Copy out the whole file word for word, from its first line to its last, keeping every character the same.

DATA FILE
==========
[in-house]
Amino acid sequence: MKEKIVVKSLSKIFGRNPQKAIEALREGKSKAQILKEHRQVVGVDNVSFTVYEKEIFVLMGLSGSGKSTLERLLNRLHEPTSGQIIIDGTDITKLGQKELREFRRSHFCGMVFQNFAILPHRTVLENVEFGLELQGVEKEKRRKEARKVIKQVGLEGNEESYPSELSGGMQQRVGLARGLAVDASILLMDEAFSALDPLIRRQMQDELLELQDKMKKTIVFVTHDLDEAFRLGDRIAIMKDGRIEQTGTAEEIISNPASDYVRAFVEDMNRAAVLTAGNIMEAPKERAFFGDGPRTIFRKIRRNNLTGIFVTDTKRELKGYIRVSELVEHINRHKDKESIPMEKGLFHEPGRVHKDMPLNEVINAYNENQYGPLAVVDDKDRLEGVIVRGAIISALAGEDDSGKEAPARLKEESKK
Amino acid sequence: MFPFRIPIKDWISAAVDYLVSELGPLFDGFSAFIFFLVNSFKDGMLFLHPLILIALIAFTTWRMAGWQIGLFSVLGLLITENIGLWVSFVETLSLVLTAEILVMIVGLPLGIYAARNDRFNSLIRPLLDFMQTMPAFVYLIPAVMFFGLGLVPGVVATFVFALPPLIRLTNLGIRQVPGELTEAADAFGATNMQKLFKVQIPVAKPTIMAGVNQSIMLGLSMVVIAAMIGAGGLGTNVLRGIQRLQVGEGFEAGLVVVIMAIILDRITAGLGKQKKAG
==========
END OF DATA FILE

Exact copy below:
[in-house]
Amino acid sequence: MKEKIVVKSLSKIFGRNPQKAIEALREGKSKAQILKEHRQVVGVDNVSFTVYEKEIFVLMGLSGSGKSTLERLLNRLHEPTSGQIIIDGTDITKLGQKELREFRRSHFCGMVFQNFAILPHRTVLENVEFGLELQGVEKEKRRKEARKVIKQVGLEGNEESYPSELSGGMQQRVGLARGLAVDASILLMDEAFSALDPLIRRQMQDELLELQDKMKKTIVFVTHDLDEAFRLGDRIAIMKDGRIEQTGTAEEIISNPASDYVRAFVEDMNRAAVLTAGNIMEAPKERAFFGDGPRTIFRKIRRNNLTGIFVTDTKRELKGYIRVSELVEHINRHKDKESIPMEKGLFHEPGRVHKDMPLNEVINAYNENQYGPLAVVDDKDRLEGVIVRGAIISALAGEDDSGKEAPARLKEESKK
Amino acid sequence: MFPFRIPIKDWISAAVDYLVSELGPLFDGFSAFIFFLVNSFKDGMLFLHPLILIALIAFTTWRMAGWQIGLFSVLGLLITENIGLWVSFVETLSLVLTAEILVMIVGLPLGIYAARNDRFNSLIRPLLDFMQTMPAFVYLIPAVMFFGLGLVPGVVATFVFALPPLIRLTNLGIRQVPGELTEAADAFGATNMQKLFKVQIPVAKPTIMAGVNQSIMLGLSMVVIAAMIGAGGLGTNVLRGIQRLQVGEGFEAGLVVVIMAIILDRITAGLGKQKKAG